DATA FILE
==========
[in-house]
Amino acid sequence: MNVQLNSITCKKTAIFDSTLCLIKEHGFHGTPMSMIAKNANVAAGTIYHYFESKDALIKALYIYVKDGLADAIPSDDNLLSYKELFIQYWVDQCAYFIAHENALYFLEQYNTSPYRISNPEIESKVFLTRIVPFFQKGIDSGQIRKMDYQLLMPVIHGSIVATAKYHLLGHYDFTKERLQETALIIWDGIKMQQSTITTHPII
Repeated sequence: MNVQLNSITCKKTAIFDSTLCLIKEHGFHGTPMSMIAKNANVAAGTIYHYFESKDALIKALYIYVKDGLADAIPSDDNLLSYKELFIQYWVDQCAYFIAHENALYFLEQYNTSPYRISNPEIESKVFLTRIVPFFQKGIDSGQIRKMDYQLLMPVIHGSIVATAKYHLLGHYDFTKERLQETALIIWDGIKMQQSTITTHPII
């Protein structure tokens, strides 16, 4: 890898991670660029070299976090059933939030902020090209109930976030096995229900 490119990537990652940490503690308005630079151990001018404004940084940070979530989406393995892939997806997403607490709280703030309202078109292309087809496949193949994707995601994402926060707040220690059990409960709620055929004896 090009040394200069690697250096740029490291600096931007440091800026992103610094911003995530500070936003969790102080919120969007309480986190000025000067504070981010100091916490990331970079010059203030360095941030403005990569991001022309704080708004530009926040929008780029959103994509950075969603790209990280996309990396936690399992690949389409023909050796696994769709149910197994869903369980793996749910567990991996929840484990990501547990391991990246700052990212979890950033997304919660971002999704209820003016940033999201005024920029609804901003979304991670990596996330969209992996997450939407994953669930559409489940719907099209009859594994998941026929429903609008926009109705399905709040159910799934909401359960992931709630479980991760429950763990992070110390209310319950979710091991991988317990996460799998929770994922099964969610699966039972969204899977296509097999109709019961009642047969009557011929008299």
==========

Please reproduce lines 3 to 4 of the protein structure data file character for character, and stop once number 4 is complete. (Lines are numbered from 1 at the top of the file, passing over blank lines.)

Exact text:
Repeated sequence: MNVQLNSITCKKTAIFDSTLCLIKEHGFHGTPMSMIAKNANVAAGTIYHYFESKDALIKALYIYVKDGLADAIPSDDNLLSYKELFIQYWVDQCAYFIAHENALYFLEQYNTSPYRISNPEIESKVFLTRIVPFFQKGIDSGQIRKMDYQLLMPVIHGSIVATAKYHLLGHYDFTKERLQETALIIWDGIKMQQSTITTHPII
């Protein structure tokens, strides 16, 4: 890898991670660029070299976090059933939030902020090209109930976030096995229900 490119990537990652940490503690308005630079151990001018404004940084940070979530989406393995892939997806997403607490709280703030309202078109292309087809496949193949994707995601994402926060707040220690059990409960709620055929004896 090009040394200069690697250096740029490291600096931007440091800026992103610094911003995530500070936003969790102080919120969007309480986190000025000067504070981010100091916490990331970079010059203030360095941030403005990569991001022309704080708004530009926040929008780029959103994509950075969603790209990280996309990396936690399992690949389409023909050796696994769709149910197994869903369980793996749910567990991996929840484990990501547990391991990246700052990212979890950033997304919660971002999704209820003016940033999201005024920029609804901003979304991670990596996330969209992996997450939407994953669930559409489940719907099209009859594994998941026929429903609008926009109705399905709040159910799934909401359960992931709630479980991760429950763990992070110390209310319950979710091991991988317990996460799998929770994922099964969610699966039972969204899977296509097999109709019961009642047969009557011929008299």